[phenixbb] DEN refinement
nechols at lbl.gov
Mon Aug 25 15:13:39 PDT 2014
On Mon, Aug 25, 2014 at 1:12 AM, marinabb phenix <marinabb.phenix at gmail.com>
> I am trying to use DEN refinement as implemented in the Phenix-1.9 release
> to refine a structure at 3.6 Angstrom resolution. The asu consists of 8
> copies of hetero-dimers (of roughly 40 KDa sunbunits each). The structure
> of one of the subunits has already been solved at about 2 Angstrom, whereas
> for the other no homologous model is available. After automatic + manual
> building, I have now a model with Rfree = 28 / R = 23, with some protomers
> better built than others. I have used this pdb model as input for DEN
> refinement, adding the known higher-resolution structure as a (partial)
> reference model, and ncs restraints previously found (and run a DEN
> parameters optimisation). The final DEN Rfee got significantly worse.
I wouldn't expect DEN to be much help here; the R-free is already quite
respectable for this resolution, which means that most of the model is
(probably) in approximately the correct location. DEN is good for
scenarios where the model needs to move a lot. I would focus on improving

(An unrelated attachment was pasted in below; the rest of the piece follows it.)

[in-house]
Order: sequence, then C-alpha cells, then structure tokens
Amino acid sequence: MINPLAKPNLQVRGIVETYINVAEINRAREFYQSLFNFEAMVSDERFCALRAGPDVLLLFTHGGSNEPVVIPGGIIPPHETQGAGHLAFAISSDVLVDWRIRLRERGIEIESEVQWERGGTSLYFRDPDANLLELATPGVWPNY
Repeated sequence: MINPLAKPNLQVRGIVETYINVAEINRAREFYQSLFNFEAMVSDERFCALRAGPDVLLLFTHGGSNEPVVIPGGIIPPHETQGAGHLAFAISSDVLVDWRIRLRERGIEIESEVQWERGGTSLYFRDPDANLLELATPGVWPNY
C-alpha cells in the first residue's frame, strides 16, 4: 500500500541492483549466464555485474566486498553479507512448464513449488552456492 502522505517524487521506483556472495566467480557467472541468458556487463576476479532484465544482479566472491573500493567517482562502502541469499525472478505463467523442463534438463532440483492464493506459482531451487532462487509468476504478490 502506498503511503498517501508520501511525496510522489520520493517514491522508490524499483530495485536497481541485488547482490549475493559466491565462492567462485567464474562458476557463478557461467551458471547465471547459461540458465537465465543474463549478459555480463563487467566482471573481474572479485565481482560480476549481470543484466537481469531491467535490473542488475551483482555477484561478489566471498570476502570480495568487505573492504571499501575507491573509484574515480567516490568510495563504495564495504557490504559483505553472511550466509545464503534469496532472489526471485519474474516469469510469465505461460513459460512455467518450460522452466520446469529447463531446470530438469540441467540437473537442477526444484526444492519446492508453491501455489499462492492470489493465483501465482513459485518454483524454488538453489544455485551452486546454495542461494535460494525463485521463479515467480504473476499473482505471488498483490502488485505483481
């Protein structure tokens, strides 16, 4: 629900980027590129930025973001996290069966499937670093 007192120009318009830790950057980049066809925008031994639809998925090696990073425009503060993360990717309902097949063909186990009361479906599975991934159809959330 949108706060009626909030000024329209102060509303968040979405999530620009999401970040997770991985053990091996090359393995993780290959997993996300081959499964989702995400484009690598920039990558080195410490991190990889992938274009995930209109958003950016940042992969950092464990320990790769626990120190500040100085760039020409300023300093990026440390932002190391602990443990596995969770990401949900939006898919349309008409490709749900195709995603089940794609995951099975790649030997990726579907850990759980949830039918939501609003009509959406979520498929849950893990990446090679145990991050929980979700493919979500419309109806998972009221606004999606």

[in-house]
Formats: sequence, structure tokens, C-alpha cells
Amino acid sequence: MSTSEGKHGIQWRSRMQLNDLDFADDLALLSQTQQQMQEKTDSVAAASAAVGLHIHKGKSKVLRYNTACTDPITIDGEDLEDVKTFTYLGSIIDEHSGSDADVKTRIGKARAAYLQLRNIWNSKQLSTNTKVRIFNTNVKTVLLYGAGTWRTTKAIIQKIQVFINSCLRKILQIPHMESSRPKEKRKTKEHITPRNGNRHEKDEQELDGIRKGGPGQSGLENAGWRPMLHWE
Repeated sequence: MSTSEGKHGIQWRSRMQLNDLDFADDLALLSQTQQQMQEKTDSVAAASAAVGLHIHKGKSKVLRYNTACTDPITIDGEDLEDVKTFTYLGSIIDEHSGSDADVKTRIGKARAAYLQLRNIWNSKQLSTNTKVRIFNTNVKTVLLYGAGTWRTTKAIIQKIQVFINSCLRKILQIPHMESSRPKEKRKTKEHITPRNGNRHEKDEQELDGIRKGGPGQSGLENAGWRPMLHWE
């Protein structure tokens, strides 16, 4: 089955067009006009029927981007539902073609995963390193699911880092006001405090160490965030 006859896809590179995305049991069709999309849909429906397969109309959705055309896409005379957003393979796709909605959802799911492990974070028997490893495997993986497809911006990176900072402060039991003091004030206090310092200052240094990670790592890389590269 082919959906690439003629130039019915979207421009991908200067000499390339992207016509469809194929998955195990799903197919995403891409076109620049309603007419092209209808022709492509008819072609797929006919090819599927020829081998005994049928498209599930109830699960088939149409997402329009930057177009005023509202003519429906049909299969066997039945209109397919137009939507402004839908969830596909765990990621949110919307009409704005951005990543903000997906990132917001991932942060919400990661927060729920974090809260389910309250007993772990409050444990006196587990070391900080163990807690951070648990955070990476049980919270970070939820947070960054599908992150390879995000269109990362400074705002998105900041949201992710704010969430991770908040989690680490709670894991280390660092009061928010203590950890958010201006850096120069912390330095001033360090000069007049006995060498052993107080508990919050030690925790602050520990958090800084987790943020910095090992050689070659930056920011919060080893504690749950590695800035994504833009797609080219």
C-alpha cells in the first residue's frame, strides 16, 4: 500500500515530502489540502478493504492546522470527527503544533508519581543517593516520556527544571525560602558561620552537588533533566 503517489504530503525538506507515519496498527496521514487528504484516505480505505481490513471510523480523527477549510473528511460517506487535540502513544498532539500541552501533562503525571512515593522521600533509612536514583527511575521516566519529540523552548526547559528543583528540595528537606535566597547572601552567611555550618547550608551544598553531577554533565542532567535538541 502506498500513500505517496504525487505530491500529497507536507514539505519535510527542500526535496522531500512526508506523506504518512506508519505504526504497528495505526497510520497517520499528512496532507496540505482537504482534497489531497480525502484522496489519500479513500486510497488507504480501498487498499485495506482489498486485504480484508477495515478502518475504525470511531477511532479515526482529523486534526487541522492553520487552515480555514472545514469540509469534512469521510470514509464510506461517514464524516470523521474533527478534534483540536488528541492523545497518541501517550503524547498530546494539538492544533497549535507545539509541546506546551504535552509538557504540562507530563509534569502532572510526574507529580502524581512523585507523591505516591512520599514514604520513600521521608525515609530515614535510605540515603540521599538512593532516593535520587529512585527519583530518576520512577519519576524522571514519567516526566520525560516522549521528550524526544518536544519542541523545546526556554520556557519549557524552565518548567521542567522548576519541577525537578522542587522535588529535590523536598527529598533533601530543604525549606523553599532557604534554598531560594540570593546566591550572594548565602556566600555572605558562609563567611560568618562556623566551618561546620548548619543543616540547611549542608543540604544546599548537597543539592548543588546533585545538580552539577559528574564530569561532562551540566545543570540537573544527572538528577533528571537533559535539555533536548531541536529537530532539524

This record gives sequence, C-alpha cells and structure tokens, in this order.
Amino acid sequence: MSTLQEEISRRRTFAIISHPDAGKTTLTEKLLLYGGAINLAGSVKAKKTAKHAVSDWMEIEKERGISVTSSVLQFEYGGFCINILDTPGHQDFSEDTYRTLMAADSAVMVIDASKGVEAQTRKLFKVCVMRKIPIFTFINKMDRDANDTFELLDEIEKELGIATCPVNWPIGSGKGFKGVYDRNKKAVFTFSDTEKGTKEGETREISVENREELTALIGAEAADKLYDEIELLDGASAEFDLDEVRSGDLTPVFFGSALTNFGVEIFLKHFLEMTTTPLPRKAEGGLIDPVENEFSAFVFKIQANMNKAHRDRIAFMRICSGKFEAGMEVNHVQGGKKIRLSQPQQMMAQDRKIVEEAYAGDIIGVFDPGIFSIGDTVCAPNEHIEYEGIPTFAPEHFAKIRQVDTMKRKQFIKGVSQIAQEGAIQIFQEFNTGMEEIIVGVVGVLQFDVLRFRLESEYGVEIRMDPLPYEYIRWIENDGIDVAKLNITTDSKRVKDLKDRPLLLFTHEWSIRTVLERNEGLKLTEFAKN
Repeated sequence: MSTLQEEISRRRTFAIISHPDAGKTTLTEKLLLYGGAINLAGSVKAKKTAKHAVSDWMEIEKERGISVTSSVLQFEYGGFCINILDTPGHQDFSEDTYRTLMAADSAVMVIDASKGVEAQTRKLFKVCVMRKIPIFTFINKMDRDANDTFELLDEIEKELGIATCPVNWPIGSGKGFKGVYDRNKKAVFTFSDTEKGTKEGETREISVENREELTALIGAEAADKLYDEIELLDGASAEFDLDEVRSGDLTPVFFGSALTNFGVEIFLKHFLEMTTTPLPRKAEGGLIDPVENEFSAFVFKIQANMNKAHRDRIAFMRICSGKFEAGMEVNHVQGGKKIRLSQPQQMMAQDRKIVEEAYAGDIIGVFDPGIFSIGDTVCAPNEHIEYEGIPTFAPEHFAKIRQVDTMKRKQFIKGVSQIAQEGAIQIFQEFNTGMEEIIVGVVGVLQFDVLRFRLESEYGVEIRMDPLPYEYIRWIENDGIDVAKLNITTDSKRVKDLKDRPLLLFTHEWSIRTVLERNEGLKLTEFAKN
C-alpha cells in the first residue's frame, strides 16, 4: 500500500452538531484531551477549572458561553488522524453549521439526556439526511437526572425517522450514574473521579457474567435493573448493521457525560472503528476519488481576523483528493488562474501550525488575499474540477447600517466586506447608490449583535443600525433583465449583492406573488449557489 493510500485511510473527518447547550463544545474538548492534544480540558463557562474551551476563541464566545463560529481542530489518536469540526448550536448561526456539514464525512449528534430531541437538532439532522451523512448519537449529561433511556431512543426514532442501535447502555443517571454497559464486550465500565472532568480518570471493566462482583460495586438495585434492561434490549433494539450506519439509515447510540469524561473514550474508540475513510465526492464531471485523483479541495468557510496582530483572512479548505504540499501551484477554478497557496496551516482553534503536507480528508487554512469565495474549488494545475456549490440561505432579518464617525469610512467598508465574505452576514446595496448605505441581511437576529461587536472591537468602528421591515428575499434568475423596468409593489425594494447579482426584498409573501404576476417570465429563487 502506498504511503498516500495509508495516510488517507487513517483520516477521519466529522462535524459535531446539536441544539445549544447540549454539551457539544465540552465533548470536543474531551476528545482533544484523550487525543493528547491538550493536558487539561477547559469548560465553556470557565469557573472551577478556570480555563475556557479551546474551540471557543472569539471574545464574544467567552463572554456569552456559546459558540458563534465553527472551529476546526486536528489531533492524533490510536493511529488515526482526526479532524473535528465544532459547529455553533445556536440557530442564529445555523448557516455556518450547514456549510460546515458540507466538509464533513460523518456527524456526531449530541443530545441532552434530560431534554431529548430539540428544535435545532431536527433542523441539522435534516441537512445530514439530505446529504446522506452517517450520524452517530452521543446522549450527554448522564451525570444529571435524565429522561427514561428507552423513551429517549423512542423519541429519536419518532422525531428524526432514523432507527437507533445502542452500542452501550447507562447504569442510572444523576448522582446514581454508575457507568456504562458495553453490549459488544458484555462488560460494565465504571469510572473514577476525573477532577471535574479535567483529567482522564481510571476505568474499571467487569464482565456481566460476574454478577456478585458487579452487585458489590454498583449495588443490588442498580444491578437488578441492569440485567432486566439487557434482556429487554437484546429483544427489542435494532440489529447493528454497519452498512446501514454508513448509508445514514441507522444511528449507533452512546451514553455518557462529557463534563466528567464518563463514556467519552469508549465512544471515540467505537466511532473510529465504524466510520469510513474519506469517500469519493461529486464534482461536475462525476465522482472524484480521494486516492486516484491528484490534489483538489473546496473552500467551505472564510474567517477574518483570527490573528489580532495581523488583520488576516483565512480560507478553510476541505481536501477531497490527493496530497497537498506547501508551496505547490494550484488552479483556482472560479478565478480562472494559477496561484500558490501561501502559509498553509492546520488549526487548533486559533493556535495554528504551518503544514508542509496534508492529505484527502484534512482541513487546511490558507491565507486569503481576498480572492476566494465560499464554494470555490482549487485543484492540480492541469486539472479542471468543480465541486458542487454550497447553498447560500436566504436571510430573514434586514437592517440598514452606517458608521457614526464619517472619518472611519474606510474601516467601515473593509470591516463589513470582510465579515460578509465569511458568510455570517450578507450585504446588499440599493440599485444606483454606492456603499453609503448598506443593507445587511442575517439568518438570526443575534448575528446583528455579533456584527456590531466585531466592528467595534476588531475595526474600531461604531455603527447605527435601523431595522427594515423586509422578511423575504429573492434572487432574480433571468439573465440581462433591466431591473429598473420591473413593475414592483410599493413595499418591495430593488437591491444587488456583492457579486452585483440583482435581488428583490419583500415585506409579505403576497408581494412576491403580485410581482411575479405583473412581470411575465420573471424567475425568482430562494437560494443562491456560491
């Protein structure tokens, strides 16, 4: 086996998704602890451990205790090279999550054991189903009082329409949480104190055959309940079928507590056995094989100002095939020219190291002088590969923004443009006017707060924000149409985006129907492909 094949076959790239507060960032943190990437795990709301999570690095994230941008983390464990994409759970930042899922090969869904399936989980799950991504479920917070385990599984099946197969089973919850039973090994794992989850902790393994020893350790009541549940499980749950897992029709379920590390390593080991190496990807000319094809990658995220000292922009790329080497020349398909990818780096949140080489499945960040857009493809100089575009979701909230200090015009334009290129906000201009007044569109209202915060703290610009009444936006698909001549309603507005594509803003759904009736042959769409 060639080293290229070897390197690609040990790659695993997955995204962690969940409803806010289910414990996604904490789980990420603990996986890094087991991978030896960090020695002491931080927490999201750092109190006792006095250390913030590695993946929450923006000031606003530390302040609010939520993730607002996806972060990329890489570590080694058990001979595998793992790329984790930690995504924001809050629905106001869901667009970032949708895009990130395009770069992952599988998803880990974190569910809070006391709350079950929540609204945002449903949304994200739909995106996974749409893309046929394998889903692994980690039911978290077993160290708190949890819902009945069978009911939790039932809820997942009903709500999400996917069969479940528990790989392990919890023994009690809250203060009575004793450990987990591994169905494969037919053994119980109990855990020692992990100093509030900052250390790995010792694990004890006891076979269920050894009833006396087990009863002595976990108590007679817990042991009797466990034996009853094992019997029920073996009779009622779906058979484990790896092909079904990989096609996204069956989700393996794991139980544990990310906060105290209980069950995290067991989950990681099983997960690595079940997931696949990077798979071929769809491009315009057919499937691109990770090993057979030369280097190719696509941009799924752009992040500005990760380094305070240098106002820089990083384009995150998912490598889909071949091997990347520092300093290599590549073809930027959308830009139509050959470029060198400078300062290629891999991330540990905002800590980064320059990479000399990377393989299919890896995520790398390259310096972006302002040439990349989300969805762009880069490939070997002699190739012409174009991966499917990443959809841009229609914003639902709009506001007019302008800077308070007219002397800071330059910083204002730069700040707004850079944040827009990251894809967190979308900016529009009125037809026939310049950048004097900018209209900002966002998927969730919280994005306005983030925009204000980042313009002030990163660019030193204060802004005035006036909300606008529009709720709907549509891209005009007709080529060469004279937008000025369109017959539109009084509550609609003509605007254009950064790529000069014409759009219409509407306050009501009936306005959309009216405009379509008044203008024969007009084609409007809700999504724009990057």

the geometry and completeness instead.
I would appreciate any advise for a better DEN strategy to be adopted in
> this case, if possible. In particular I was wondering whether it can be
> worth building a model for the missing subunit (or part of it) based on
> structural similarity of the current unrefined 3D structure.
I've never heard of this being tried before, but it's probably not that
much different from what MR-Rosetta is going internally. So you could try
running MR-Rosetta in "model improvement" mode (without running the MR).
The hybrid Rosetta-Phenix refinement may also be useful, although it
doesn't (yet) do the kind of fragment-based rebuilding that MR-Rosetta does.
Two generic bits of advice:
1) if you're willing to email us the model and data off-list at "
help at phenix-online.org", we may be able to think of more specific answers.
2) How did you decide on a resolution cutoff of 3.6Å? You may benefit from
pushing it further, for example to the point where CC1/2 falls below 0.5.
I don't know what the odds are of this helping, but it rarely hurts, and
we've seen enough anecdotal evidence to support making it common practice.
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